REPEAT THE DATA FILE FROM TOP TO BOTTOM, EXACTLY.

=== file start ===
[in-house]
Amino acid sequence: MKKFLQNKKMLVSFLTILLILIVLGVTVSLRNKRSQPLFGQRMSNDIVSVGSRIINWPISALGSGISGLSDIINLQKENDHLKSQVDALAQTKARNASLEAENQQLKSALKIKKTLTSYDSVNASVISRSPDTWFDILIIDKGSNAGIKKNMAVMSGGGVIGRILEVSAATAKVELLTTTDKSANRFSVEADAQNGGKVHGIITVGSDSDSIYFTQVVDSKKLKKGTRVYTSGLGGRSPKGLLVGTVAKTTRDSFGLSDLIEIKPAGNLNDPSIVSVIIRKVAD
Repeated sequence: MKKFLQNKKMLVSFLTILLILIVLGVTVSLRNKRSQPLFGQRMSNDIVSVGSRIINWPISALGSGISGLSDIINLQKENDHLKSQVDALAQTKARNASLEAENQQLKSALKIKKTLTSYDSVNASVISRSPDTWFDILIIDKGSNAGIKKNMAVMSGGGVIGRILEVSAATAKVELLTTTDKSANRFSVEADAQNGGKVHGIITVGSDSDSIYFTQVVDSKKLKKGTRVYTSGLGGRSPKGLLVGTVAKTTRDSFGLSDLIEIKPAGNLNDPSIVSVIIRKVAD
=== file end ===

[in-house]
Amino acid sequence: MKKFLQNKKMLVSFLTILLILIVLGVTVSLRNKRSQPLFGQRMSNDIVSVGSRIINWPISALGSGISGLSDIINLQKENDHLKSQVDALAQTKARNASLEAENQQLKSALKIKKTLTSYDSVNASVISRSPDTWFDILIIDKGSNAGIKKNMAVMSGGGVIGRILEVSAATAKVELLTTTDKSANRFSVEADAQNGGKVHGIITVGSDSDSIYFTQVVDSKKLKKGTRVYTSGLGGRSPKGLLVGTVAKTTRDSFGLSDLIEIKPAGNLNDPSIVSVIIRKVAD
Repeated sequence: MKKFLQNKKMLVSFLTILLILIVLGVTVSLRNKRSQPLFGQRMSNDIVSVGSRIINWPISALGSGISGLSDIINLQKENDHLKSQVDALAQTKARNASLEAENQQLKSALKIKKTLTSYDSVNASVISRSPDTWFDILIIDKGSNAGIKKNMAVMSGGGVIGRILEVSAATAKVELLTTTDKSANRFSVEADAQNGGKVHGIITVGSDSDSIYFTQVVDSKKLKKGTRVYTSGLGGRSPKGLLVGTVAKTTRDSFGLSDLIEIKPAGNLNDPSIVSVIIRKVAD